Internet radio without a PC offers alternative reception

Somedays it seems broadcast radio's options range from bad to worse. But there is hope as thousands of radio stations are available on the internet and accessible via your computer or a special receiver.

Internet radio without a PC offers alternative reception
Somedays it seems broadcast radio's options range from bad to worse. But there is hope as thousands of radio stations are available on the internet and accessible via your computer or a special receiver.

Audio adapters are one way of accessing internet radio. Philips has a Wireless Music Adapter SLA5520 while Pinnacle has a SoundBridge HomeMusic.

These connect to the internet via a WLAN network or a cable. Connections to a sound system are made with a jack plug or a chinch cable. For about 70 euros (95 dollars), they can open your world to the digital ether or play music stored on a computer.

If you are looking for a stand-alone device, adapters with loudspeakers cost around 150 euros. Examples include the Noxon iRadio from Terratec or the Internetradio 1 from TechniSat. Some higher-end media centres or network-ready DVD recorders come with streaming functions for internet radio included.

"The classic connection via computer is still the most popular," says Sven Vaeth, head of the German Internet Radio Association (DIRV) in Stahnsdorf, in the state of Brandenburg. One click on the website of a radio station can send music streaming through a browser or media player. It's usually easy to download missing plug-ins. Even if the music isn't in a standard format, like an MP3, it can usually be played.

"Handling is incredibly important with stand-alone devices," says Vaeth. That's because listeners don't have all the buttons and commands they would have for organizing setting that they would normally have with a computer. That's why adapters are often set up with a browser interface via a network before use.

Computer media players and stand-alone devices usually have pre- configured playlists that can be updated. Vaeth says the lists are good for finding your way around internet radio.

It's hard to estimate how many internet radio stations there are. First there's the problem of defining internet radio. It can mean live broadcasts with or without a moderator, a pre-programmed music stream, a playlist based on personal preferences or even a podcast. Borders between categories are fluid. But that ensures there is something for everyone.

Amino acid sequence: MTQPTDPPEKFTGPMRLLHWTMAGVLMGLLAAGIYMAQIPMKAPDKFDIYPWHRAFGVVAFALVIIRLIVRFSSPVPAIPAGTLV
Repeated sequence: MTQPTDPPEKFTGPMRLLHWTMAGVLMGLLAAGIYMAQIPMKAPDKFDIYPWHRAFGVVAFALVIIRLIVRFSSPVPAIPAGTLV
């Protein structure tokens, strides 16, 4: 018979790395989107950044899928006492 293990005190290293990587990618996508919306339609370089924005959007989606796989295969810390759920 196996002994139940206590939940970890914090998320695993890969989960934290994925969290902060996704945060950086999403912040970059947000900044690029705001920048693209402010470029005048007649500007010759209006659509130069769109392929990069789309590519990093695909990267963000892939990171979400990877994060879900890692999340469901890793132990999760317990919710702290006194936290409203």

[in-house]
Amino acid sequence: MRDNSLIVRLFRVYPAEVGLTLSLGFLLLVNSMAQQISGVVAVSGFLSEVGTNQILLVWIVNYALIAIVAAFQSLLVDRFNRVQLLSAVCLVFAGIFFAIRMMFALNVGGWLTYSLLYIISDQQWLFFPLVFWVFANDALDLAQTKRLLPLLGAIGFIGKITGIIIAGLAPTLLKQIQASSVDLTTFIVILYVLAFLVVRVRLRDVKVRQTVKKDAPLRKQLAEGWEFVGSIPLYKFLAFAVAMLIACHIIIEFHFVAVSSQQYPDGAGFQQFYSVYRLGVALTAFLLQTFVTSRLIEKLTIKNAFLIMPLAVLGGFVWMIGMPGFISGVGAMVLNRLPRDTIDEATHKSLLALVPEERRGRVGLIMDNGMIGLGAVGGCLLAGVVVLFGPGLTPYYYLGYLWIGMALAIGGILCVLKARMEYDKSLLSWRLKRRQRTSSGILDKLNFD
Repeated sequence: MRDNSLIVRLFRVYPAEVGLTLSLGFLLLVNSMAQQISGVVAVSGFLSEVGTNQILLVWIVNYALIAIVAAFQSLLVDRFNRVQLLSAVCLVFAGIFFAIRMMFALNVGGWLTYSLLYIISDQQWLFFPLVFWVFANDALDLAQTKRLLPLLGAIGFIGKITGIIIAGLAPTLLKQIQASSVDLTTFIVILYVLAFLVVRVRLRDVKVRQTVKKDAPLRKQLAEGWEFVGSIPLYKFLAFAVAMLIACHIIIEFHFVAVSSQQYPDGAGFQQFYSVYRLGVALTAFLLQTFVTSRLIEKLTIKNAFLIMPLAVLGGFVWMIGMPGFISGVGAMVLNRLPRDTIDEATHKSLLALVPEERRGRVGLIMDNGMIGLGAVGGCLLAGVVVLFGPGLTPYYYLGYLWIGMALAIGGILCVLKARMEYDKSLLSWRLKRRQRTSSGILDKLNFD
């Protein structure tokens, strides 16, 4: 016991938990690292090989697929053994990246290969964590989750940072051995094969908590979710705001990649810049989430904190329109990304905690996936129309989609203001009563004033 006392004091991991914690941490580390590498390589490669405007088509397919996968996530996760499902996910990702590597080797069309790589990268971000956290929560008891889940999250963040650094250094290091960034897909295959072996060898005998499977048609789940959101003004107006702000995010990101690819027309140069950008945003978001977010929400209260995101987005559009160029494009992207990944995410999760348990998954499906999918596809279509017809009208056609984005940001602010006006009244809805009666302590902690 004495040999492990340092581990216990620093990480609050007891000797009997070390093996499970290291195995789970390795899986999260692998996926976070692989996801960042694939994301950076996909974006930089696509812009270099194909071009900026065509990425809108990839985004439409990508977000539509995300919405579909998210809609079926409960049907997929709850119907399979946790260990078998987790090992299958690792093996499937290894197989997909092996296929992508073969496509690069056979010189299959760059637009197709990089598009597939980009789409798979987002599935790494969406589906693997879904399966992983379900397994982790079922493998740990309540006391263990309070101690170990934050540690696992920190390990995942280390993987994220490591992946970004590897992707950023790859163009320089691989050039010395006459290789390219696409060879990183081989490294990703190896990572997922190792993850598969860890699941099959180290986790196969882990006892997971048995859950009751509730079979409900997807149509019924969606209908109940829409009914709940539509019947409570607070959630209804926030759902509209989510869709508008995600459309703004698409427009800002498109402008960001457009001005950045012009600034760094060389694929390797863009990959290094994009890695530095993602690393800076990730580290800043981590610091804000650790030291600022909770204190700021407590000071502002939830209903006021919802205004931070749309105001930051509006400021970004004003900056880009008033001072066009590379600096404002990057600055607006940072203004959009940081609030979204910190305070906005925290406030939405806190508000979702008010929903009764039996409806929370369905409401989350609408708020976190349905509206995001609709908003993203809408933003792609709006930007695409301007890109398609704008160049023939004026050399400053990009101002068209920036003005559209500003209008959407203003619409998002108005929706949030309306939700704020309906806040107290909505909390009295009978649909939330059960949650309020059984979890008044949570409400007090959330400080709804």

"A lot of projects seek out thematic or musical niches that can't be found in the mainstream," says Vaeth. Americans, Britons and Germans are the most active internet radio enthusiasts.

Statistics from Berlin-based BITKOM, an industry association, show that more and more people are listening to internet radio. While 15.1 million Europeans listened to internet radio in 2005, the number jumped to 20.4 million in 2006. The development is being aided by fast internet connections and affordable flat rates for data.

Being creatures of habit, listeners tend to pick and choose from the broad selection of internet music available. Most only tune in to about a half dozen stations, says Vaeth.

Anyone who doesn't want to go to the trouble of buying an adapter and receiver can turn to their PDA or smartphone, provided they are WLAN compatible. These devices also have built in browsers and media players, plus adapter jacks. That means people can use them as a stationary adapters or portable mini-radios in hotspots.

Shoppers should pay attention when buying an adapter or receiver. It's important that the device can use either the WPA or WPA2 encryption method. Otherwise any wireless network will rely on an unsecured WEP encryption system. Anyone with purchased music on their computer should ensure that copyright laws will not prevent them them from playing their music on other hardware.

A test by the Hanover-based magazine c't found that while all adapter manufacturers claim their devices support Microsoft's DRM copyright protection, only one was actually compatible with DRM 10, the most up-to-date version of the protection.

Testers recommend customers make sure when shopping that devices can be connected to multiple sound systems. It's also worthwhile to check if other connections, like USB, work. It doesn't hurt to pick out systems that are equipped with standard receivers too, advised the magazine.

"Anyone relying entirely on internet radio is a little ahead of their times, since only a few local radio broadcasters are available via internet."

DPA
Last Mod: 19 Ağustos 2007, 11:45
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